840.51 Frozen Credits/7474

Memorandum of Conversation, by the Legal Adviser (Hackworth)

The Swiss Minister15 called today at his request and discussed at some length the following three subjects: (1) the drafting of Swiss [Page 492]nationals into the military service; (2) the freezing of Swiss funds; and (3) the request that has been made of him that the German and Italian funds left in his control, in the form of American currency, be deposited in a frozen account and that funds needed for current expenses on behalf of Germany and Italy be provided by those Governments.

As to the drafting of Swiss nationals, he invoked article II of the treaty of 1850 between the United States and Switzerland, exempting the nationals of the respective countries from military service in the territories of the other (2 Treaties, etc. (Malloy, 1910) 1763, 1764—1765).16 He also invoked the convention signed November 11, 1937 by our two countries regarding military obligations of persons with dual nationality (Treaty Series 94317).

He said that his Government is not so much interested in Swiss nationals who have declared their intention to become citizens of the United States as it is in non-declarant nationals. He knew that they could escape service at the time of registration by claiming exemption, but thought that the provision that they should thereafter be disqualified to become citizens placed them in an undesirable class. He said that they would even be treated worse than alien enemies, who, because they are enemies, might be excused from military service but without any inhibition regarding the future acquisition of citizenship. I told him that we recognized the treaty obligations and that we felt that the escape provision in the law was a sufficient safeguard. He said that his Government is not only interested in the treaty situation but that Switzerland has always endeavored to remain aloof from wars and to maintain a strict neutrality; that the drafting of Swiss nationals in our Army might cause other governments to do likewise and that eventually Swiss might be fighting against each other in opposing armies; also that under the laws of Switzerland Swiss nationals are penalized for service in foreign armies, and that, all in all, Swiss nationals are finding themselves in a rather precarious situation. He said that many of them did not like to be branded as undesirable residents by requesting exemption, and he wondered what the situation would be if they did make such claim; also whether there would be any relief from the prohibition regarding acquisition of citizenship. I said that I could not speak authoritatively on the subject—that I did not suppose that they would be required to leave the country if they were otherwise entitled to remain here but that I could make no statement as to whether the Congress might change its attitude regarding citizenship. I called his attention to the fact that a similar law passed in 191818 remained on the statute books [Page 493]Until 1940, and that such persons should not request exemption in the hope that they might later be relieved of the disabilities resulting therefrom.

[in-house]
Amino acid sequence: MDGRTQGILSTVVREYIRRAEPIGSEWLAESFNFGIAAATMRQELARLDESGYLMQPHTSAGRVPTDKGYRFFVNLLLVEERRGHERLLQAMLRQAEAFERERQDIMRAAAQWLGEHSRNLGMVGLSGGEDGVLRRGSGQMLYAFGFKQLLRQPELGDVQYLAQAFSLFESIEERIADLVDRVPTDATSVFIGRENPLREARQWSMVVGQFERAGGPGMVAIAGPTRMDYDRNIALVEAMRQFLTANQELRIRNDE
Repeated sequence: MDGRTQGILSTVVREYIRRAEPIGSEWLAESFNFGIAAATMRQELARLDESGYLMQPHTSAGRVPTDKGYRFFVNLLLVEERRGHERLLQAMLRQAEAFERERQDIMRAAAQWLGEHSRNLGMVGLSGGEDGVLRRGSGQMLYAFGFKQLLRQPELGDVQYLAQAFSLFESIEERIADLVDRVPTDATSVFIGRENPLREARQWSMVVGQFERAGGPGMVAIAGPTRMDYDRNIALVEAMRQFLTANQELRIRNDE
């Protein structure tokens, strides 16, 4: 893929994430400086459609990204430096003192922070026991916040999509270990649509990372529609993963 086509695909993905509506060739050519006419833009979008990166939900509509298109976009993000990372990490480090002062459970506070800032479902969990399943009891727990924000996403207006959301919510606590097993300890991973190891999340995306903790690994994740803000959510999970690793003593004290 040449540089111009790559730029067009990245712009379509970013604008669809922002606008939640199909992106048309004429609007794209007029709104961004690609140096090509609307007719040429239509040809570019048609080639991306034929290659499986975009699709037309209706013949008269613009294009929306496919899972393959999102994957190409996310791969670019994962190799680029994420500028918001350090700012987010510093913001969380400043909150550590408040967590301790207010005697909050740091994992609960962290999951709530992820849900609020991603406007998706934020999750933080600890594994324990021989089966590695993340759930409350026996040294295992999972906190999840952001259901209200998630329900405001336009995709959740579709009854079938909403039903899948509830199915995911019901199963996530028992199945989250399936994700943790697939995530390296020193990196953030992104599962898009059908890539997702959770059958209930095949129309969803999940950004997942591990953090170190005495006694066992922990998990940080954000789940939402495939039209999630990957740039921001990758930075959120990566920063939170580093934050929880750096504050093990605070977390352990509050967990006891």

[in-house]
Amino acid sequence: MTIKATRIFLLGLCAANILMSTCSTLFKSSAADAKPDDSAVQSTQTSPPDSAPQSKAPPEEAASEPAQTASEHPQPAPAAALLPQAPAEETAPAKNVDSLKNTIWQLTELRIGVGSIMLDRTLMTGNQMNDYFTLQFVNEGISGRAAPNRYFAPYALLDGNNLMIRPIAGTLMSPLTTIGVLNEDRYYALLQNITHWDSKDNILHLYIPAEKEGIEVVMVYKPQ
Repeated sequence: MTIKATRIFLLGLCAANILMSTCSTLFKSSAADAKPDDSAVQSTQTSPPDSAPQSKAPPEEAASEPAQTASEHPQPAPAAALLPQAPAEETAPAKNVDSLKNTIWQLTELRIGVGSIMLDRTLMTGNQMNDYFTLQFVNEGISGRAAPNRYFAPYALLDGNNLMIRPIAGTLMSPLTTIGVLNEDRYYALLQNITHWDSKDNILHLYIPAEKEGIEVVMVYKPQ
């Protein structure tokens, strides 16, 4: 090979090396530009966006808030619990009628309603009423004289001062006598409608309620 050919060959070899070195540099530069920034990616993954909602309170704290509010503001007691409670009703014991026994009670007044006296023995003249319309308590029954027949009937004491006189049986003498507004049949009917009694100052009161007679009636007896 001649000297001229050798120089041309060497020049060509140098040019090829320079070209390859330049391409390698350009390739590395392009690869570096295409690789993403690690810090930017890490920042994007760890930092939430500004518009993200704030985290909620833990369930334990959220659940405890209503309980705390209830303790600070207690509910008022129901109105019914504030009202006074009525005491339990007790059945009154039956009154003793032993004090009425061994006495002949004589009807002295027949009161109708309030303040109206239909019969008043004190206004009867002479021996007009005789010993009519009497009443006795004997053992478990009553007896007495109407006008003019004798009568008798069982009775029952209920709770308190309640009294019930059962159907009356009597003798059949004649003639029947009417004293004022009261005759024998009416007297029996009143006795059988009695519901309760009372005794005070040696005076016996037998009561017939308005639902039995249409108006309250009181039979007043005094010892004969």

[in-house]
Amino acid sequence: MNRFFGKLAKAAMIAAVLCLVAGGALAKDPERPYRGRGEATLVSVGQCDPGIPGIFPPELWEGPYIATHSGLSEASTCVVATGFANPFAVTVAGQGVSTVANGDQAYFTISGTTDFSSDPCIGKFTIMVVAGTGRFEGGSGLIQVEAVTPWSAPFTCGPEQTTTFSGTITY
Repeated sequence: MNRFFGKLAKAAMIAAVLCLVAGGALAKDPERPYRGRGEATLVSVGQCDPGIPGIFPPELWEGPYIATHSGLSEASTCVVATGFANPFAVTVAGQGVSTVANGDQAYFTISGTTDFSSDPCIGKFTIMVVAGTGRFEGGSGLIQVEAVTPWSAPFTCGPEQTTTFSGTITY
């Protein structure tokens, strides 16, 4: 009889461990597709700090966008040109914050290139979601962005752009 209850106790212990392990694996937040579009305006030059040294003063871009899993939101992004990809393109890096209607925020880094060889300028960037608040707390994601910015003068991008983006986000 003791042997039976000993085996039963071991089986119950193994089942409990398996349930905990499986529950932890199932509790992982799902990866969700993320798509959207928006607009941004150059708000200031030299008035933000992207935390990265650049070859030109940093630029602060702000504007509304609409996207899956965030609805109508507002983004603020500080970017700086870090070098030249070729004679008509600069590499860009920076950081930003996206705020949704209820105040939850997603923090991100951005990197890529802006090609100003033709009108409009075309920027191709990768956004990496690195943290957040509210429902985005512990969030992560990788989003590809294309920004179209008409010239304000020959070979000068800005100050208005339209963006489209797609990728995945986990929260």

[Here follows record of discussion of other matters.]

Green H. Hackworth
  1. Charles Bruggmann.
  2. Printed also in Miller (ed.), Treaties and Other International Acts of the United States of America, vol. 5, p. 845.
  3. Also in 53 Stat. (pt. 3) 1791.
  4. 40 Stat. 885.